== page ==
Pacific Dissent is a free online and print art magazine. On this blog you will find contemporary art and contemporary photography as well as interviews with these artists and photographers. 


What feeling or idea do you think is better portrayed through your style or work? Is there something the two dimensional aspect within your pieces aids too, or do you just like it?

I think each thing i make has it's own idea or feeling specific to it, mostly they seem to be variations on themes of what it is to be alive, the weirdness and awkwardness of being a human being with individual thoughts and feelings, death, the funny and interesting ways things can look together, the way words sound and look and what they can mean together. Just how weird and funny and sad it is to be alive with a bunch of other people on a planet floating around in the universe. It's hard to articulate and I suppose that's why we make pictures. 

As far as the two dimensional aspect, I think it's just how I instinctively think about things. I'm drawn to making paintings and doing drawings. I'm not sure why. I also enjoy making sculptures and music but I think I've spent more time putting things on paper than anything else. It's pretty traditional and square in some ways, I guess. but we are what we are. 

Can you recall an instance when this train of thought seemed intensely clear to you? In reference to your thoughts on human individuality. 

I remember being a little kid and really thinking about being an individual human being with thoughts and feelings bouncing around inside of a body. It really made my head swim. And that we are all individuals wandering around by ourselves yet somehow connected to others through common experiences, emotions and just basic human-ness is pretty wonderful. I truly believe that we are all sprouting from some same basic place, that the earth grows a person like a tree grows a leaf.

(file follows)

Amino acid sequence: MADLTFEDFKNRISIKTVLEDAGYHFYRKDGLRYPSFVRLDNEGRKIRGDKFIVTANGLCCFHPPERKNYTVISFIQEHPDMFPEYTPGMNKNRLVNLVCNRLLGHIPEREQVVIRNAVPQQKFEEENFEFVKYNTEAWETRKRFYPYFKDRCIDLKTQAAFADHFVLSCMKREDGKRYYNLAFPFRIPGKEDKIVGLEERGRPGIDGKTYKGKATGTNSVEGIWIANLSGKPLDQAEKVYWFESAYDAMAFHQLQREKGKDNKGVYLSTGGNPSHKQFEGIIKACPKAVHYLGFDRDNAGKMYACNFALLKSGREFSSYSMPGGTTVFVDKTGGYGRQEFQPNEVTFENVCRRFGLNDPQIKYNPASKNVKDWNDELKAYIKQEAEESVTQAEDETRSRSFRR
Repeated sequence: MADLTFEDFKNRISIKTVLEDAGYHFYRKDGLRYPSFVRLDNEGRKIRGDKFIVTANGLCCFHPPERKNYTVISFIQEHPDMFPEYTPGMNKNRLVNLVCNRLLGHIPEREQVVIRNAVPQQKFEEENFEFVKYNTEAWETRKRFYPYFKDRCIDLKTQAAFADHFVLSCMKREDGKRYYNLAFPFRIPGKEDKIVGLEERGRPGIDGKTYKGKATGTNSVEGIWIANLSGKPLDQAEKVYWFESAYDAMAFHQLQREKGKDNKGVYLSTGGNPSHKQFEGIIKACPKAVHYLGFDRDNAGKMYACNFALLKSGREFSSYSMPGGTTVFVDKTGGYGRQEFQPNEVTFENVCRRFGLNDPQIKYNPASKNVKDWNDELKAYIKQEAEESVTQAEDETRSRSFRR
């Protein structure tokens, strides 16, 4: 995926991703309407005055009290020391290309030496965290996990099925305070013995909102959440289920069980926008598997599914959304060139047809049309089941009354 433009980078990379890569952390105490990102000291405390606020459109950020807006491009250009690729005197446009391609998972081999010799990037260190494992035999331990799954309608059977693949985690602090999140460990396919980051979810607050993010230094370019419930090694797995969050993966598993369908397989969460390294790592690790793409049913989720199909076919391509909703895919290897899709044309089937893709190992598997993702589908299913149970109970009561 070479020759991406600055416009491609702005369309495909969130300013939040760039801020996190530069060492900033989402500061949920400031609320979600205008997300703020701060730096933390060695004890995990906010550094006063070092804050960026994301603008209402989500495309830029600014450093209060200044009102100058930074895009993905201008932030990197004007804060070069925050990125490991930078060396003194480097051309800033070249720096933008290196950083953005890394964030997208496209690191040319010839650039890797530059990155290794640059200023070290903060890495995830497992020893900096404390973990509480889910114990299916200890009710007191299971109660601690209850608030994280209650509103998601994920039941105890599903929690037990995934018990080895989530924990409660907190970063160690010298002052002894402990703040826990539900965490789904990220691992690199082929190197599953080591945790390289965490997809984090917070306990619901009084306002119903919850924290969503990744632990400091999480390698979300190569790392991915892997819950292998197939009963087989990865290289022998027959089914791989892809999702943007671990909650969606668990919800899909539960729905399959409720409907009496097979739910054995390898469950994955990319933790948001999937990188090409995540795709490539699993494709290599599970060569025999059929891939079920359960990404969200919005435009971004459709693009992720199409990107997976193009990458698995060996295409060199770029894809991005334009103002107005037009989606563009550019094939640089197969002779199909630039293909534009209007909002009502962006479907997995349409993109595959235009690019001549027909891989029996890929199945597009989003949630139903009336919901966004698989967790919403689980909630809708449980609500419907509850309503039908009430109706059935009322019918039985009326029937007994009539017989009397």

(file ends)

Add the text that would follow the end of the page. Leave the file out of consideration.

What was your initial motivation behind the series of fake books and fliers you made?

I spend a lot of time in used book stores and record shops and I get a lot out of reading titles and looking at covers and imagining what is contained within such things. I don't always want to find out, it's enough that it exists in whatever way i think of it. These fake books are all books that i wish existed, ideas that one could devote their life to individually. They are suggestions of paths to take and holes to crawl into.

As for the fliers, it started as a morning exercise to get out some ideas. Sometimes you see something in your head and you just need to make it so you can move on. And that lead to more ideas on that theme. And it was fun and exciting to send these out in the world, to put them up around town, to see where they ended up with no expectation of them being received as art. And now they are out floating around and they pop up in classrooms, on the internet, and in offices all around the earth.

Continued below...

Would you say you enjoy the process of creating your work more, or gazing upon the finished piece? And before you begin a piece, do you already have a thought of what it will become, or does it come to be during?

I enjoy making the piece the most. I may take a few minutes afterwards to look at it and kick my feet up, but then it's on to the next thing. Going to my own art show and just looking at all my own art sounds horrible. I'm too self-conscious for that sort of victory lap kind of thing because i feel like i will never be finished trying to get better at whatever it is i'm trying to do. I'd much rather be making things and getting new ideas out and onto paper. onward and upward. 

Are the shapes and ideas depicted in your work pulled from memory or imagination?

Mostly imagination, I guess, but then that all comes from memory and things i see around me, transformed by me brain and particular way of thinking about things. I try to get to the root of things, making something simpler and attempting to find the essential shape of a thing. I sometimes try to think of how little i can actually draw something and still get across this feeling.

You can see more of Nathaniel's work here on his website.

Instagram: @NathanielRussell